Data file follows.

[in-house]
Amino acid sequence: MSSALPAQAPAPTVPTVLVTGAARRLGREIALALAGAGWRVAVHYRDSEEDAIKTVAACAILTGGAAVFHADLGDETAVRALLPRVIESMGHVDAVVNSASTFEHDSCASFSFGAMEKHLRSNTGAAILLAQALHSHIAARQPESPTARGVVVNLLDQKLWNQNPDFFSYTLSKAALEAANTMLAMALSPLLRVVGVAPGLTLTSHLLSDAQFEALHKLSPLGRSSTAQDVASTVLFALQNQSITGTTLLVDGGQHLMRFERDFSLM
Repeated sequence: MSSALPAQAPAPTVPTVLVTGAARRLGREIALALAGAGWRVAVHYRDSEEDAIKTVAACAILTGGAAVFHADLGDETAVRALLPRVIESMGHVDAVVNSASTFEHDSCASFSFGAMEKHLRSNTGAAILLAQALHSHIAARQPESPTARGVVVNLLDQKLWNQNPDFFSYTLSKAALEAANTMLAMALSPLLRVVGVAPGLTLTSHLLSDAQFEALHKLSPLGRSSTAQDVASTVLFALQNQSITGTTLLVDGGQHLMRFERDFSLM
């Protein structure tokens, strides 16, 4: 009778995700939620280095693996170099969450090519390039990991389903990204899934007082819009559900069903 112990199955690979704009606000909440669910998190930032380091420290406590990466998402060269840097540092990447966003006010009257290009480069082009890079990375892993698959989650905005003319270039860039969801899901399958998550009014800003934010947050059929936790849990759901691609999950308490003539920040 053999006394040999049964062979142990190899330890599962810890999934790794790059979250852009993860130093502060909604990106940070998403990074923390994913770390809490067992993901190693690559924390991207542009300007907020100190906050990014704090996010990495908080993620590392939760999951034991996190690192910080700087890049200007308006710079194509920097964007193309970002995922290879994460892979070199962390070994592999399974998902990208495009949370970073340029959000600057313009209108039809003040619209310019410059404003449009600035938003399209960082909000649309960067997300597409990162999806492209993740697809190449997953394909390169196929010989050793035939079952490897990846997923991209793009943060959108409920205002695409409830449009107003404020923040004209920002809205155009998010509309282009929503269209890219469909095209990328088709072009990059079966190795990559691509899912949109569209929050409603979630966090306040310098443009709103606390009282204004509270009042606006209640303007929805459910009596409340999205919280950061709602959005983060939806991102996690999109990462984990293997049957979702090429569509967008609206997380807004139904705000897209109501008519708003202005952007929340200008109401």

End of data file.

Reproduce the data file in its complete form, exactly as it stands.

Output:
[in-house]
Amino acid sequence: MSSALPAQAPAPTVPTVLVTGAARRLGREIALALAGAGWRVAVHYRDSEEDAIKTVAACAILTGGAAVFHADLGDETAVRALLPRVIESMGHVDAVVNSASTFEHDSCASFSFGAMEKHLRSNTGAAILLAQALHSHIAARQPESPTARGVVVNLLDQKLWNQNPDFFSYTLSKAALEAANTMLAMALSPLLRVVGVAPGLTLTSHLLSDAQFEALHKLSPLGRSSTAQDVASTVLFALQNQSITGTTLLVDGGQHLMRFERDFSLM
Repeated sequence: MSSALPAQAPAPTVPTVLVTGAARRLGREIALALAGAGWRVAVHYRDSEEDAIKTVAACAILTGGAAVFHADLGDETAVRALLPRVIESMGHVDAVVNSASTFEHDSCASFSFGAMEKHLRSNTGAAILLAQALHSHIAARQPESPTARGVVVNLLDQKLWNQNPDFFSYTLSKAALEAANTMLAMALSPLLRVVGVAPGLTLTSHLLSDAQFEALHKLSPLGRSSTAQDVASTVLFALQNQSITGTTLLVDGGQHLMRFERDFSLM
């Protein structure tokens, strides 16, 4: 009778995700939620280095693996170099969450090519390039990991389903990204899934007082819009559900069903 112990199955690979704009606000909440669910998190930032380091420290406590990466998402060269840097540092990447966003006010009257290009480069082009890079990375892993698959989650905005003319270039860039969801899901399958998550009014800003934010947050059929936790849990759901691609999950308490003539920040 053999006394040999049964062979142990190899330890599962810890999934790794790059979250852009993860130093502060909604990106940070998403990074923390994913770390809490067992993901190693690559924390991207542009300007907020100190906050990014704090996010990495908080993620590392939760999951034991996190690192910080700087890049200007308006710079194509920097964007193309970002995922290879994460892979070199962390070994592999399974998902990208495009949370970073340029959000600057313009209108039809003040619209310019410059404003449009600035938003399209960082909000649309960067997300597409990162999806492209993740697809190449997953394909390169196929010989050793035939079952490897990846997923991209793009943060959108409920205002695409409830449009107003404020923040004209920002809205155009998010509309282009929503269209890219469909095209990328088709072009990059079966190795990559691509899912949109569209929050409603979630966090306040310098443009709103606390009282204004509270009042606006209640303007929805459910009596409340999205919280950061709602959005983060939806991102996690999109990462984990293997049957979702090429569509967008609206997380807004139904705000897209109501008519708003202005952007929340200008109401």